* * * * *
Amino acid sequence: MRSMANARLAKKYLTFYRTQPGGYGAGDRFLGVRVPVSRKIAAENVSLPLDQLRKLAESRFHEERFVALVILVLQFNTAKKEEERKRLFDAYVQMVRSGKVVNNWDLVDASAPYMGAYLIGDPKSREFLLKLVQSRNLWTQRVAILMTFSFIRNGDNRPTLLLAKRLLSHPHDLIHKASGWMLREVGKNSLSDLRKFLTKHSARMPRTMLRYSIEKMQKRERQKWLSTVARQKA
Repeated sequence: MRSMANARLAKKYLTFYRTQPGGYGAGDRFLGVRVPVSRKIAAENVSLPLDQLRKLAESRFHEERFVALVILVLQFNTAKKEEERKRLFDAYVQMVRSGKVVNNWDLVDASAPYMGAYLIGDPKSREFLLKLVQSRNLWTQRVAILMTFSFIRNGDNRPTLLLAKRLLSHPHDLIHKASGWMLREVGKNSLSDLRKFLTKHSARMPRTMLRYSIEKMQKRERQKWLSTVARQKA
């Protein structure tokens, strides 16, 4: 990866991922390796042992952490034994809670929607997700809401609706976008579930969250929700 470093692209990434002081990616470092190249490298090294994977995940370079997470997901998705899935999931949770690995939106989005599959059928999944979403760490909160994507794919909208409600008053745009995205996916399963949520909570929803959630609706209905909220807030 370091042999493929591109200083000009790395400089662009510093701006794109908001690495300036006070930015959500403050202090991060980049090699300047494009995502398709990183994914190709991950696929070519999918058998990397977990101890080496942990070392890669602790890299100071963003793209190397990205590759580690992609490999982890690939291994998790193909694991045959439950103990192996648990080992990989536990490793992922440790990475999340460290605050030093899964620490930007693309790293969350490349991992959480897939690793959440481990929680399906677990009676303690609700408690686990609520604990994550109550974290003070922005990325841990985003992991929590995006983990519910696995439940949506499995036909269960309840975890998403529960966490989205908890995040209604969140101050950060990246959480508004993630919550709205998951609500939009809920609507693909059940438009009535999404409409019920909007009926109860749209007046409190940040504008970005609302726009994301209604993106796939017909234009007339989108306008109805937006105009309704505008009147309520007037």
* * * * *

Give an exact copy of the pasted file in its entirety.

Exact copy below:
Amino acid sequence: MRSMANARLAKKYLTFYRTQPGGYGAGDRFLGVRVPVSRKIAAENVSLPLDQLRKLAESRFHEERFVALVILVLQFNTAKKEEERKRLFDAYVQMVRSGKVVNNWDLVDASAPYMGAYLIGDPKSREFLLKLVQSRNLWTQRVAILMTFSFIRNGDNRPTLLLAKRLLSHPHDLIHKASGWMLREVGKNSLSDLRKFLTKHSARMPRTMLRYSIEKMQKRERQKWLSTVARQKA
Repeated sequence: MRSMANARLAKKYLTFYRTQPGGYGAGDRFLGVRVPVSRKIAAENVSLPLDQLRKLAESRFHEERFVALVILVLQFNTAKKEEERKRLFDAYVQMVRSGKVVNNWDLVDASAPYMGAYLIGDPKSREFLLKLVQSRNLWTQRVAILMTFSFIRNGDNRPTLLLAKRLLSHPHDLIHKASGWMLREVGKNSLSDLRKFLTKHSARMPRTMLRYSIEKMQKRERQKWLSTVARQKA
């Protein structure tokens, strides 16, 4: 990866991922390796042992952490034994809670929607997700809401609706976008579930969250929700 470093692209990434002081990616470092190249490298090294994977995940370079997470997901998705899935999931949770690995939106989005599959059928999944979403760490909160994507794919909208409600008053745009995205996916399963949520909570929803959630609706209905909220807030 370091042999493929591109200083000009790395400089662009510093701006794109908001690495300036006070930015959500403050202090991060980049090699300047494009995502398709990183994914190709991950696929070519999918058998990397977990101890080496942990070392890669602790890299100071963003793209190397990205590759580690992609490999982890690939291994998790193909694991045959439950103990192996648990080992990989536990490793992922440790990475999340460290605050030093899964620490930007693309790293969350490349991992959480897939690793959440481990929680399906677990009676303690609700408690686990609520604990994550109550974290003070922005990325841990985003992991929590995006983990519910696995439940949506499995036909269960309840975890998403529960966490989205908890995040209604969140101050950060990246959480508004993630919550709205998951609500939009809920609507693909059940438009009535999404409409019920909007009926109860749209007046409190940040504008970005609302726009994301209604993106796939017909234009007339989108306008109805937006105009309704505008009147309520007037």